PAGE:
The European Journal of Health Economics

, Volume 17, Issue 8, pp 1027–1040 | Cite as

The diffusion of generics after patent expiry in Germany

  • Katharina Elisabeth FischerEmail author
  • Tom Stargardt
Original Paper


To identify the influences on the diffusion of generics after patent expiry, we analyzed 65 generic entries using prescription data of a large German sickness fund between 2007 and 2012 in a sales model. According to theory, several elements are responsible for technology diffusion: (1) time reflecting the rate of adaption within the social system, (2) communication channels, and (3) the degree of incremental innovation, e.g., the modifications of existing active ingredient’s strength. We investigated diffusion in two ways: (1) generic market share (percentage of generic prescriptions of all prescriptions of a substance) and, (2) generic sales quantity (number of units sold) over time. We specified mixed regression models. Generic diffusion takes considerable time. An average generic market share of about 75 % was achieved not until 48 months. There was a positive effect of time since generic entry on generic market share (p < 0.001) and sales (p < 0.001). Variables describing the communication channels and the degree of innovation influenced generic market share (mostly p < 0.001), but not generic sales quantity. Market structure, e.g., the number of generic manufacturers (p < 0.001) and prices influenced both generic market share and sales. Imperfections in generic uptake through informational cascades seem to be largely present. Third-party payers could enhance means to promote generic diffusion to amplify savings through generic entry.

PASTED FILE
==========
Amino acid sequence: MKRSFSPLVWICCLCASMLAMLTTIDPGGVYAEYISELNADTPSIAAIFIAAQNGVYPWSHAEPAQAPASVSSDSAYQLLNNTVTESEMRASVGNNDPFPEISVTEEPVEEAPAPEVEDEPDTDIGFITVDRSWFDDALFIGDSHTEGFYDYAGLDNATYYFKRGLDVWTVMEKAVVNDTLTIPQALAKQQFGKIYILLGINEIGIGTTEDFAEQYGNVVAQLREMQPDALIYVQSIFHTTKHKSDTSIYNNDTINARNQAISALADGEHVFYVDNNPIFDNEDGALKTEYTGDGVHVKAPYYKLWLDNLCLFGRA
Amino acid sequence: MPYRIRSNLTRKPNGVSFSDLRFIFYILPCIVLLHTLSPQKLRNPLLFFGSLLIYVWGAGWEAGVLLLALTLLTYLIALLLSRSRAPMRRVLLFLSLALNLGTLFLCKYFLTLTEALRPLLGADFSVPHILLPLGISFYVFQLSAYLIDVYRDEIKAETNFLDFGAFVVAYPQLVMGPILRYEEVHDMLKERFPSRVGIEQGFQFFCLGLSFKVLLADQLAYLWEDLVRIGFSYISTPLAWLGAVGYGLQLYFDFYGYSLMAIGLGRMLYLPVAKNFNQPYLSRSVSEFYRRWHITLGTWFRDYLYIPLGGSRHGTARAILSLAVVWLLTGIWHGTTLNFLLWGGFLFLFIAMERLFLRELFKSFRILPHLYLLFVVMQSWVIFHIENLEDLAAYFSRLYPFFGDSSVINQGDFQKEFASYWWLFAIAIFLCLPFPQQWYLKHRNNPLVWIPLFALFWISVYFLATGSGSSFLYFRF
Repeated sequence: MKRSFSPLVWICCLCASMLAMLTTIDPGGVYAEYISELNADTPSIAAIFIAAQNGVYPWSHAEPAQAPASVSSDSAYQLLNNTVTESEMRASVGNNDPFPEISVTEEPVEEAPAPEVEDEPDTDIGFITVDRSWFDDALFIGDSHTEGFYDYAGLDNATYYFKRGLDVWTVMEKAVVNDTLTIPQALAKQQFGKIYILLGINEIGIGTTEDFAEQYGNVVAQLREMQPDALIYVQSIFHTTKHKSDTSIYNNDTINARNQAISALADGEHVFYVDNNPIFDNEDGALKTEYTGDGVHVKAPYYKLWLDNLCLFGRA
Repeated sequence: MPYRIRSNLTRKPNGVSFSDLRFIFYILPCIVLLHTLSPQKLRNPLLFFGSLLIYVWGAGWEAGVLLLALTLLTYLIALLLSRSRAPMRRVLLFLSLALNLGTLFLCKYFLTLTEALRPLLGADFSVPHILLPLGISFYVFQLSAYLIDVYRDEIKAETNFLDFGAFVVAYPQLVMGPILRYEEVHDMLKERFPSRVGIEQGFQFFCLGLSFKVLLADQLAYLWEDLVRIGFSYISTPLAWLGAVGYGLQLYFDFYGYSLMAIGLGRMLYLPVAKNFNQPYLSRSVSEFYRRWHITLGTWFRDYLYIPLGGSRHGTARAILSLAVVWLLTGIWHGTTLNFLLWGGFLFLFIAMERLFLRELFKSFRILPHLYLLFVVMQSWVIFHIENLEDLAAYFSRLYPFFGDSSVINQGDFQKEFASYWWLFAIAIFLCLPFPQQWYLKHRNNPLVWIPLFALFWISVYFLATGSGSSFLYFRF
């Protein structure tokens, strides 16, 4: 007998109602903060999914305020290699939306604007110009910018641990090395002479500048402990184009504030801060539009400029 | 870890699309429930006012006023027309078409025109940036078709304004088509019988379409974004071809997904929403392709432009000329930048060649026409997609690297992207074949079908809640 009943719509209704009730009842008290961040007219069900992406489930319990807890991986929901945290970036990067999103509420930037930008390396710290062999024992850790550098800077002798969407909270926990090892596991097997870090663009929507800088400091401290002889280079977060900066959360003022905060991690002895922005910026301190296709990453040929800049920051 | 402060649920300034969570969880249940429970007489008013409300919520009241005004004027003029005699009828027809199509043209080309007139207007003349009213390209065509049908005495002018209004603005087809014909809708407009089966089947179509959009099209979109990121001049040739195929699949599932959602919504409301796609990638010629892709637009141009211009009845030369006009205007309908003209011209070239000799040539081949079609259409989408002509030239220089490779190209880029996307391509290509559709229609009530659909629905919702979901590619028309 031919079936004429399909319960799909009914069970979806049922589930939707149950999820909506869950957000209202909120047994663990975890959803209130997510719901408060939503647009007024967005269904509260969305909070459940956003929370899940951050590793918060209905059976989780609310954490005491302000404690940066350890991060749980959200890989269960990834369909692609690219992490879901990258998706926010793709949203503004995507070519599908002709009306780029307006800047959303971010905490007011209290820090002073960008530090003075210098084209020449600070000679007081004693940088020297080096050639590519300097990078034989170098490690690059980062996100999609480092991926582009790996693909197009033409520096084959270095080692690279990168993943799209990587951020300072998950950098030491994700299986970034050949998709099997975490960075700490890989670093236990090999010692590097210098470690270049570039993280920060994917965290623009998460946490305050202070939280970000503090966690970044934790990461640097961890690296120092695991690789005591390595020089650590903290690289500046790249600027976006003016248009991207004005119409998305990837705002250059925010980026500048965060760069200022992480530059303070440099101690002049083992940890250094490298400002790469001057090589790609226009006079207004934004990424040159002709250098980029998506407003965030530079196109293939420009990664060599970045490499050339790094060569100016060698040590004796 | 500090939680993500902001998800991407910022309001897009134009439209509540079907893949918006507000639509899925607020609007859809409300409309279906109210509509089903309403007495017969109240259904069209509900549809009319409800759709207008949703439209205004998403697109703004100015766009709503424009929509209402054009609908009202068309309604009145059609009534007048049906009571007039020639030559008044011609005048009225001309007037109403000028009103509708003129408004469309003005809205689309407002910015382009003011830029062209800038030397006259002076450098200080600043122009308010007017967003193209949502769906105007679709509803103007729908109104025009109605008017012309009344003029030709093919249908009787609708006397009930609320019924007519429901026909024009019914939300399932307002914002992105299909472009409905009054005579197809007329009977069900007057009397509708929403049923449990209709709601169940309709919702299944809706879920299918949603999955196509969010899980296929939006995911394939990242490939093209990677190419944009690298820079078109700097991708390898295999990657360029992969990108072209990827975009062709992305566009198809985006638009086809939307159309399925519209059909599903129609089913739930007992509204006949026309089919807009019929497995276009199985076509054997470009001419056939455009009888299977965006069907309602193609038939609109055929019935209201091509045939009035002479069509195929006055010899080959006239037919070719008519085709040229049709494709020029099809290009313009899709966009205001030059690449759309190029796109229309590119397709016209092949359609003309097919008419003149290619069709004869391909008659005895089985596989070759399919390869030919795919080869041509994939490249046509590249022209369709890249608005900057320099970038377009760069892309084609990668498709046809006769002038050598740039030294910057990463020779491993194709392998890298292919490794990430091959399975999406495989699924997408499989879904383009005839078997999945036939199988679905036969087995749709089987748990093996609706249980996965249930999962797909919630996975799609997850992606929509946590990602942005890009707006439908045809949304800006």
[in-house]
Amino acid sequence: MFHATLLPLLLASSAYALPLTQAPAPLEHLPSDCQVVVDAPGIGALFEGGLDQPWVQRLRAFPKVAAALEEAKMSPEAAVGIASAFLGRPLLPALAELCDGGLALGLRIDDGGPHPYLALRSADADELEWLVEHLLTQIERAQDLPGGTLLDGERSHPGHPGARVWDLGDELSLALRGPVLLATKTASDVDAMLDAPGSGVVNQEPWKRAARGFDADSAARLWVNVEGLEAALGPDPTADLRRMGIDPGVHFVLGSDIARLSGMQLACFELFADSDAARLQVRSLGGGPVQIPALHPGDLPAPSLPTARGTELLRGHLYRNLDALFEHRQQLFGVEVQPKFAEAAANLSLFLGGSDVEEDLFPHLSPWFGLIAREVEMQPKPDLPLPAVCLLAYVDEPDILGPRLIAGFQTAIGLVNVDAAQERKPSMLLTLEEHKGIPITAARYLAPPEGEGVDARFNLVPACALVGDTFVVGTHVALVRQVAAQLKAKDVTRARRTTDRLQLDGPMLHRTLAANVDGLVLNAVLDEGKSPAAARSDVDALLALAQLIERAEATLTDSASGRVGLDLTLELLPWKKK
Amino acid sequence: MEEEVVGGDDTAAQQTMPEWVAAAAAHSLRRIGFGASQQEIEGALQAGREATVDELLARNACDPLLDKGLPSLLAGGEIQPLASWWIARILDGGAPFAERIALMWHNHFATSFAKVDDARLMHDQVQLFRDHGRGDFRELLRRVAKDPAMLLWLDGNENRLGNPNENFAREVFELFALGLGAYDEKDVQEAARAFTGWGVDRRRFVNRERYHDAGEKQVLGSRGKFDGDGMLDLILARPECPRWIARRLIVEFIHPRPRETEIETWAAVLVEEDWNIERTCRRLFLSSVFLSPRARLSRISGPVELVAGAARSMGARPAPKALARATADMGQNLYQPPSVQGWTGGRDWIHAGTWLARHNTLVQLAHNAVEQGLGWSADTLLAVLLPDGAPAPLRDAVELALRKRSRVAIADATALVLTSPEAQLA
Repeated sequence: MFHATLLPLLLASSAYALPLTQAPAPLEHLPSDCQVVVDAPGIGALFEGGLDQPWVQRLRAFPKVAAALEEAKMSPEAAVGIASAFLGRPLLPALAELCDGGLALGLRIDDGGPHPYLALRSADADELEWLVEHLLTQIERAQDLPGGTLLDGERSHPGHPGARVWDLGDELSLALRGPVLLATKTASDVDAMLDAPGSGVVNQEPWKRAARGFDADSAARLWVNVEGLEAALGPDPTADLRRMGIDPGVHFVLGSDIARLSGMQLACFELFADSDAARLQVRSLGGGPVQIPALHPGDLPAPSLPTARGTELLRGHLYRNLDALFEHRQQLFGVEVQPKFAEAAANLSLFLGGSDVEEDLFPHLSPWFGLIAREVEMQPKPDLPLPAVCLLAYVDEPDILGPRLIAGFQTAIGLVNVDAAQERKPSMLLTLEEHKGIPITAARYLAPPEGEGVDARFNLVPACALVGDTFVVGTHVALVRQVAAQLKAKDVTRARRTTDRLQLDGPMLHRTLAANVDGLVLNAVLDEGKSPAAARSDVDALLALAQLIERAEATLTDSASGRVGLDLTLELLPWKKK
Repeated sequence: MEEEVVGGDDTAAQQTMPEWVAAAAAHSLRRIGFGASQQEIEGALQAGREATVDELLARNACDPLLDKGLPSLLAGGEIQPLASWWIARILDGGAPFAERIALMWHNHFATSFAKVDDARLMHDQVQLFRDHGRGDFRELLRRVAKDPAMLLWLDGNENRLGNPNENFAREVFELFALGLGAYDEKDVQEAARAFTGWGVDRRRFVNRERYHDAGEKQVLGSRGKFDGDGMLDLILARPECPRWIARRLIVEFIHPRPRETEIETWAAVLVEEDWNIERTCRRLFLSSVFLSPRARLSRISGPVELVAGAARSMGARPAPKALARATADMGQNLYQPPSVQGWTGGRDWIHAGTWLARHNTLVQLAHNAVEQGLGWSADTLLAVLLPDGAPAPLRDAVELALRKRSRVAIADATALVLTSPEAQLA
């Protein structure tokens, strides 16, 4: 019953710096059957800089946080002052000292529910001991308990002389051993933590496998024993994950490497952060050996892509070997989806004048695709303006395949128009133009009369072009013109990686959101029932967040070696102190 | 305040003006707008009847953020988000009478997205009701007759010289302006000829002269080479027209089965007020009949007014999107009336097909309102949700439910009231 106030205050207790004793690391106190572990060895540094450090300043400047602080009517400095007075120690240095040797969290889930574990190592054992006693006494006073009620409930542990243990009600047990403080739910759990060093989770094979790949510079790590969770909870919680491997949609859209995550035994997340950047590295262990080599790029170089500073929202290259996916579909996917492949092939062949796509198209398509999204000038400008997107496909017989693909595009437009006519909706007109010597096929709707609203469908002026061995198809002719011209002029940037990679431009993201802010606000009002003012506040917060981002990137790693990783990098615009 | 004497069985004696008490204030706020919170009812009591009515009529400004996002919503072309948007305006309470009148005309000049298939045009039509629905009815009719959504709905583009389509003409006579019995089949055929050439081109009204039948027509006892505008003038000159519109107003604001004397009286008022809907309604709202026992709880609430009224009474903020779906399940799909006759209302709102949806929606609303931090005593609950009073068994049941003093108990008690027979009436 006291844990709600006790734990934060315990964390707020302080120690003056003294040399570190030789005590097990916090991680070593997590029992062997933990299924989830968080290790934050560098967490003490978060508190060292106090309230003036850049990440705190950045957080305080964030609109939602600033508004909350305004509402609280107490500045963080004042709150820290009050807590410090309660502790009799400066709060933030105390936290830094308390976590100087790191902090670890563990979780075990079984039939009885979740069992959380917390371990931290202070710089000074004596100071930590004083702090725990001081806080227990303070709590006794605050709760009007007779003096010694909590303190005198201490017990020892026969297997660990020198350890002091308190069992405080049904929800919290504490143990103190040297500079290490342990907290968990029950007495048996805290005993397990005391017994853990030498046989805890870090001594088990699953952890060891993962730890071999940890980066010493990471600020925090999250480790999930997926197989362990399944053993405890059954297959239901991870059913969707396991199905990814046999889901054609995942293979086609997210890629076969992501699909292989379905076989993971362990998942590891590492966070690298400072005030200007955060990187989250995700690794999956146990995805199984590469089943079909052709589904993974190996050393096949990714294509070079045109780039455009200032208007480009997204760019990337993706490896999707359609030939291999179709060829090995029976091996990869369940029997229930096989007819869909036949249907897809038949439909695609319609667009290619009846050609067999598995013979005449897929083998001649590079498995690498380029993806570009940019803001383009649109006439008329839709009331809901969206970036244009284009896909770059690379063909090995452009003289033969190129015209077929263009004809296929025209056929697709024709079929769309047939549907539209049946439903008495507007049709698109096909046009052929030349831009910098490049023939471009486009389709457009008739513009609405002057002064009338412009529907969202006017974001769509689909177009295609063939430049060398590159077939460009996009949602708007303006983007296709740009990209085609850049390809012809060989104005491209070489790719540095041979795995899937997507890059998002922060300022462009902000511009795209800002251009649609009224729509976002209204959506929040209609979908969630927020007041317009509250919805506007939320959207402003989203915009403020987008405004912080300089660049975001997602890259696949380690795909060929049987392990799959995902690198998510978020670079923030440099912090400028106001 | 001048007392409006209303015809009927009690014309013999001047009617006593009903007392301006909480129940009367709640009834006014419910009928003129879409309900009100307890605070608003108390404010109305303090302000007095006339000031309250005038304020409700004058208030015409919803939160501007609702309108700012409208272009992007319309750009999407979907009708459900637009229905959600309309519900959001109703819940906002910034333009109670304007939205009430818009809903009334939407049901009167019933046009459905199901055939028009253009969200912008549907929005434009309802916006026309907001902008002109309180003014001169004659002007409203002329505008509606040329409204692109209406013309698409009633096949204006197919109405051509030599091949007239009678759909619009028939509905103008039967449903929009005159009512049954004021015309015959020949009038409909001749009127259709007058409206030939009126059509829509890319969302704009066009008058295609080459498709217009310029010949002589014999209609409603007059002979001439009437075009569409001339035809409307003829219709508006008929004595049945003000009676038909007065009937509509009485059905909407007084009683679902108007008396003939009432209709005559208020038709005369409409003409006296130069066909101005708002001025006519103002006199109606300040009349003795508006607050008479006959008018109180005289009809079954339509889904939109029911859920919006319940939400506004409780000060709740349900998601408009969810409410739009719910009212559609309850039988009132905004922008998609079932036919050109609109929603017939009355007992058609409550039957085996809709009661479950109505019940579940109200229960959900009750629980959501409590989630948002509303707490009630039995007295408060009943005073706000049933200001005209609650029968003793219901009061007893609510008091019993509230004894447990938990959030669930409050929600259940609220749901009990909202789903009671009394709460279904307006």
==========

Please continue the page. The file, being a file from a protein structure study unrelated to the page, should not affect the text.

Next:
Pharmaceutical industry Market regulation Off-patent markets Product life cycle Generic entry Generic market share 

JEL Classification




This study was supported by a research grant from the Federal Ministry of Education and Research in Germany (Grant number BMBF 01EH1101A).

Compliance with ethical standards

Conflict of interest

The author(s) declare that they have no competing interests.

Supplementary material

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Supplementary material 1 (PDF 373 kb)
10198_2015_744_MOESM2_ESM.pdf (2.1 mb)
Supplementary material 2 (PDF 2177 kb)


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© Springer-Verlag Berlin Heidelberg 2015

Authors and Affiliations

  1. 1.Hamburg Center for Health EconomicsUniversität HamburgHamburgGermany

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